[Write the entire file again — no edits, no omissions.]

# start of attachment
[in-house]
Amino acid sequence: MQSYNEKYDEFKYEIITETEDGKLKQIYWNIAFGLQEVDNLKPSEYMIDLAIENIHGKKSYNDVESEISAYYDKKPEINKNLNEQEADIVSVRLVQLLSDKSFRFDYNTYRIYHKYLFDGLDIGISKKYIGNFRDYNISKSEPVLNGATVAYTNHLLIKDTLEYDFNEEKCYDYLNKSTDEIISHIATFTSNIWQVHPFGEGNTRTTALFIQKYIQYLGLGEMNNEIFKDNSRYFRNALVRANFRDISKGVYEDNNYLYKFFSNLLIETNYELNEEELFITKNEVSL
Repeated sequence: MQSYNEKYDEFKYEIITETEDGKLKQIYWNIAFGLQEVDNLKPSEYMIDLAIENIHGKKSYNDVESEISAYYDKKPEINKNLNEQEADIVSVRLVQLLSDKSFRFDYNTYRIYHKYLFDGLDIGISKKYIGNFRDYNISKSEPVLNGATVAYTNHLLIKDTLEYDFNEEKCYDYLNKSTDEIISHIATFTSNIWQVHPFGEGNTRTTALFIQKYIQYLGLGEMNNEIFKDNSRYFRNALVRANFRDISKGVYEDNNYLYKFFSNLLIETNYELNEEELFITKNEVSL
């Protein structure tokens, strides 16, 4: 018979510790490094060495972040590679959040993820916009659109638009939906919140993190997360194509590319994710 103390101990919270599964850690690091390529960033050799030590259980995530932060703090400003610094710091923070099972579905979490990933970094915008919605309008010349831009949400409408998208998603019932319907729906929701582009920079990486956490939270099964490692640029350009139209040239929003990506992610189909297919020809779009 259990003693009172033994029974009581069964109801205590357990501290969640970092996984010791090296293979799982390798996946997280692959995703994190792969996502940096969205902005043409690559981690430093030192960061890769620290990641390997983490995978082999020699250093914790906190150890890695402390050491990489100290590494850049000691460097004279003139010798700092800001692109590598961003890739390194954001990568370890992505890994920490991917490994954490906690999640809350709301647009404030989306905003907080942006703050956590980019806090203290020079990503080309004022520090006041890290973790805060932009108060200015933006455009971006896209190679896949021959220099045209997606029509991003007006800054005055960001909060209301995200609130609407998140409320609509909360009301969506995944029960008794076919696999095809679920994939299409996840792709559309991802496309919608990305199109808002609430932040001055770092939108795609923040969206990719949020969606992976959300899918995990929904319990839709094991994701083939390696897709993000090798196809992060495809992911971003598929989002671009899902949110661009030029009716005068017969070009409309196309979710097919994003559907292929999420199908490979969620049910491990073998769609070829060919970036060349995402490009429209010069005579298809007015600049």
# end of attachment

[in-house]
Amino acid sequence: MQSYNEKYDEFKYEIITETEDGKLKQIYWNIAFGLQEVDNLKPSEYMIDLAIENIHGKKSYNDVESEISAYYDKKPEINKNLNEQEADIVSVRLVQLLSDKSFRFDYNTYRIYHKYLFDGLDIGISKKYIGNFRDYNISKSEPVLNGATVAYTNHLLIKDTLEYDFNEEKCYDYLNKSTDEIISHIATFTSNIWQVHPFGEGNTRTTALFIQKYIQYLGLGEMNNEIFKDNSRYFRNALVRANFRDISKGVYEDNNYLYKFFSNLLIETNYELNEEELFITKNEVSL
Repeated sequence: MQSYNEKYDEFKYEIITETEDGKLKQIYWNIAFGLQEVDNLKPSEYMIDLAIENIHGKKSYNDVESEISAYYDKKPEINKNLNEQEADIVSVRLVQLLSDKSFRFDYNTYRIYHKYLFDGLDIGISKKYIGNFRDYNISKSEPVLNGATVAYTNHLLIKDTLEYDFNEEKCYDYLNKSTDEIISHIATFTSNIWQVHPFGEGNTRTTALFIQKYIQYLGLGEMNNEIFKDNSRYFRNALVRANFRDISKGVYEDNNYLYKFFSNLLIETNYELNEEELFITKNEVSL
């Protein structure tokens, strides 16, 4: 018979510790490094060495972040590679959040993820916009659109638009939906919140993190997360194509590319994710 103390101990919270599964850690690091390529960033050799030590259980995530932060703090400003610094710091923070099972579905979490990933970094915008919605309008010349831009949400409408998208998603019932319907729906929701582009920079990486956490939270099964490692640029350009139209040239929003990506992610189909297919020809779009 259990003693009172033994029974009581069964109801205590357990501290969640970092996984010791090296293979799982390798996946997280692959995703994190792969996502940096969205902005043409690559981690430093030192960061890769620290990641390997983490995978082999020699250093914790906190150890890695402390050491990489100290590494850049000691460097004279003139010798700092800001692109590598961003890739390194954001990568370890992505890994920490991917490994954490906690999640809350709301647009404030989306905003907080942006703050956590980019806090203290020079990503080309004022520090006041890290973790805060932009108060200015933006455009971006896209190679896949021959220099045209997606029509991003007006800054005055960001909060209301995200609130609407998140409320609509909360009301969506995944029960008794076919696999095809679920994939299409996840792709559309991802496309919608990305199109808002609430932040001055770092939108795609923040969206990719949020969606992976959300899918995990929904319990839709094991994701083939390696897709993000090798196809992060495809992911971003598929989002671009899902949110661009030029009716005068017969070009409309196309979710097919994003559907292929999420199908490979969620049910491990073998769609070829060919970036060349995402490009429209010069005579298809007015600049």